For the second summer, AT&T New Media Fellows are going out into the world, conducting innovative international research and activism, and reporting back on the Global Conversation.
This summer's 11 fellows will be traveling to nine countries – telling the stories of artisans struggling with globalization in the Philippines and farmers adapting to climate change in Peru – producing videos and capturing music and writing essays on these and other experiences as they do.
Please join us in wishing them well and in following their conversations throughout the summer. They are:
Jonah David ’13 and Madelynn Johnston ’13, a sociology and a human biology concentrator respectively, making a documentary film in Bolivia on the socio-economic and environmental effects associated with the development of soybean farms.
Michela Fitten ’11.5, an international relations and modern culture and media (MCM) concentrator, documenting the rise of new media in Peruvian culture.
Melanie Garunay ’11, an international relations and ethnic studies concentrator, studying the producers of artisanal goods in Manila and their efforts in global marketing and worker empowerment.
Alice Hines ’11, a comparative literature and French concentrator, producing a series of video interviews with members of the Congolese subculture la Sape in France.
Ariel Hudes ’11, a performance studies concentrator, creating a web documentary of the 2011 Venice Biennale in Italy.
Emily Kirkland ’13, an economics and Latin American Studies concentrator, documenting the efforts of Peruvian communities to prepare for the predicted effects of climate change such as floods, droughts, severe storms, and heat waves. (Watch her present related work on climate change in this video.)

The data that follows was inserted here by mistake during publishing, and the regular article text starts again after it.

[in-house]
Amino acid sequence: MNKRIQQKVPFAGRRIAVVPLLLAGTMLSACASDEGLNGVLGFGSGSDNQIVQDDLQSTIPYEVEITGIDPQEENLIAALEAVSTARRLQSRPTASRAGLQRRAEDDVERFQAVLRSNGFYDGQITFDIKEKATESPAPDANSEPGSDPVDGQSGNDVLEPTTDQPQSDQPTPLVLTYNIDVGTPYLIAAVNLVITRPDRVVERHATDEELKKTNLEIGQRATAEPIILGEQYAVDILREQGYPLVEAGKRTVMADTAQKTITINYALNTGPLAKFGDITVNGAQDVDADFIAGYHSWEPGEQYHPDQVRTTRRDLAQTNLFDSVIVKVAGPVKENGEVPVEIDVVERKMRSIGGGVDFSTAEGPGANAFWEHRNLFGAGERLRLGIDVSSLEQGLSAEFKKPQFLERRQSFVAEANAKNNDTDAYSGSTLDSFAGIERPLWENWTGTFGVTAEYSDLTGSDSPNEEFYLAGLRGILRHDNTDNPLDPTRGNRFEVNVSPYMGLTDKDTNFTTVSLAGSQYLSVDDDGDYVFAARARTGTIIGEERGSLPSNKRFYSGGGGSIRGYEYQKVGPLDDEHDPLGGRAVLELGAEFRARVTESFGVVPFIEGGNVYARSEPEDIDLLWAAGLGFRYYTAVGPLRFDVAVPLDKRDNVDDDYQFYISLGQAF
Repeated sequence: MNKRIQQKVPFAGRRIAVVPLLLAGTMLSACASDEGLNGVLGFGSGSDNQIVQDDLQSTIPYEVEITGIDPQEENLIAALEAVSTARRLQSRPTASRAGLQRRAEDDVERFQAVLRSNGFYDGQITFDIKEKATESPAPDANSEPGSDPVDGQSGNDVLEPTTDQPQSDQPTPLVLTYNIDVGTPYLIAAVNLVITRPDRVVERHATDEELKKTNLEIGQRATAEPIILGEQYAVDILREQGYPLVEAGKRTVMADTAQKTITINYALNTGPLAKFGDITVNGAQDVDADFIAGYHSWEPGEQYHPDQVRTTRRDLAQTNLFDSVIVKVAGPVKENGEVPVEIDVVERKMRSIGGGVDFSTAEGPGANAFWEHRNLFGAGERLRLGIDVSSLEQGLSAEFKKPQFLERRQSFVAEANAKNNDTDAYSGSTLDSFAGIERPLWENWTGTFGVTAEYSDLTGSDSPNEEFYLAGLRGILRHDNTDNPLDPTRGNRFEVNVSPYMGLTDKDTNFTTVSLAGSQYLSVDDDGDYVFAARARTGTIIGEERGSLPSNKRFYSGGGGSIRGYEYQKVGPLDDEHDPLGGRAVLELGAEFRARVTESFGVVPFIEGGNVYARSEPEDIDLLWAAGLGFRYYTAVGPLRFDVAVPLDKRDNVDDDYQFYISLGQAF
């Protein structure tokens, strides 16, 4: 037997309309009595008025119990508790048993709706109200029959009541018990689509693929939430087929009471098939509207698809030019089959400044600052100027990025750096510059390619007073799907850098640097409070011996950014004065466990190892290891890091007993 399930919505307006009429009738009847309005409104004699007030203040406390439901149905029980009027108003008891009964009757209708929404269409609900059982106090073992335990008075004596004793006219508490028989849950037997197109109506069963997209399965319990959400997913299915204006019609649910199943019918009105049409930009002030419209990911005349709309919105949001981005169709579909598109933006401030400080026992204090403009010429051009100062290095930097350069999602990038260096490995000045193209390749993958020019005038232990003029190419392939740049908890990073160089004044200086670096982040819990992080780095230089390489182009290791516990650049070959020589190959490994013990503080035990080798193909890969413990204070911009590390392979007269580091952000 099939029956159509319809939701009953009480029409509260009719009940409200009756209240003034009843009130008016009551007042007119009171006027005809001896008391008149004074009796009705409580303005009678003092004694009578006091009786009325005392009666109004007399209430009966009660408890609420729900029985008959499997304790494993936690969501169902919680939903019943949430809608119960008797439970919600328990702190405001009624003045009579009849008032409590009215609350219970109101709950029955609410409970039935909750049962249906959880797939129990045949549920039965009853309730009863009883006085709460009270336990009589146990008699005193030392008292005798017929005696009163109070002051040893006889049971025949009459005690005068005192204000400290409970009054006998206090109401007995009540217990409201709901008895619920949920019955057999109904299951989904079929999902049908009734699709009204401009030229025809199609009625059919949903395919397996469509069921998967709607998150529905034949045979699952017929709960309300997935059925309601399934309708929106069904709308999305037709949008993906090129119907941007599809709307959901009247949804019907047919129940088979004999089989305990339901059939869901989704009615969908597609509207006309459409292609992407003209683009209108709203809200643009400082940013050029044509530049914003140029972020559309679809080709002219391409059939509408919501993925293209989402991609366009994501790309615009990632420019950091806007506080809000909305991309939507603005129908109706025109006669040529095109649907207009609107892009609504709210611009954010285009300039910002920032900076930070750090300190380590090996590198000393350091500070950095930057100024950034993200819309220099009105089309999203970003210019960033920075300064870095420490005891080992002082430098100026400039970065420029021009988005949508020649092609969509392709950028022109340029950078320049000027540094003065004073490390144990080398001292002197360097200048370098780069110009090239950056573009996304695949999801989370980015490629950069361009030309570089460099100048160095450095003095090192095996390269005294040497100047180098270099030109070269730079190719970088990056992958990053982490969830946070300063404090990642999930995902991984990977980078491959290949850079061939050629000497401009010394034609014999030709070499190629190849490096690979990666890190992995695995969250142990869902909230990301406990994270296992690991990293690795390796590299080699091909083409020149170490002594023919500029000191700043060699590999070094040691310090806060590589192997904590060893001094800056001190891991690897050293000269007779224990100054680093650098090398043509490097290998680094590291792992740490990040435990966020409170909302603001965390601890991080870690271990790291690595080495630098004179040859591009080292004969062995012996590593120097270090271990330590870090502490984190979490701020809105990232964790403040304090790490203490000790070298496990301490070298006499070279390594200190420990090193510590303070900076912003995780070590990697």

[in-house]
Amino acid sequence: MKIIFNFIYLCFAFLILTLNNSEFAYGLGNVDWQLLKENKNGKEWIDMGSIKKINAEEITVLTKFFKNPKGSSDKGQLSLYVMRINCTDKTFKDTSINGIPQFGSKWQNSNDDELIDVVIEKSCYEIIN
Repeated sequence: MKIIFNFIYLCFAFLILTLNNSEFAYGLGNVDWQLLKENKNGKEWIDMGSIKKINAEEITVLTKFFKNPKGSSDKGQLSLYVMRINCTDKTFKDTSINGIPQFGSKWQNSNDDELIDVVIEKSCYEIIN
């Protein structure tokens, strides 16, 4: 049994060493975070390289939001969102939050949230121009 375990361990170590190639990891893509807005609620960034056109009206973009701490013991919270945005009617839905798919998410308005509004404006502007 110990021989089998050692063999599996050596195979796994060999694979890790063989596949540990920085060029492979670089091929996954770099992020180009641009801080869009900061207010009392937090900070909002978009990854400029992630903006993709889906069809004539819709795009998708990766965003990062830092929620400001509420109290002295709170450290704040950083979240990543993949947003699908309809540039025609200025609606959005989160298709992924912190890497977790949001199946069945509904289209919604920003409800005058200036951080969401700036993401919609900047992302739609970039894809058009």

Dylan Nelson ’11, a music concentrator, presenting the work of the Daniel Barenboim Foundation in Israel and Berlin to bring Israelis and Arabs together through music.
Claudia Norton ’13 (see above), a Middle East studies and MCM concentrator, traveling to the Middle East to produce a documentary addressing the impact of new media in current events in the region.
Natasha Pradhan ’12, an anthropology of aesthetics concentrator, studying the aesthetic and religious practices of the Gnawa musicians in rural and urban Morocco to examine shifting attitudes in the contemporary Moroccan imagination.
Meara Sharma '11, a comparative literature concentrator, examining freedom of expression in Rwanda.
Over time, we will be posting their video introductions. Here, we start with Claudia '13 and her research partner, Raillan Brooks '13, a Mellon Mays Fellow, describing their Crowdsourcing the Revolution project in the Middle East.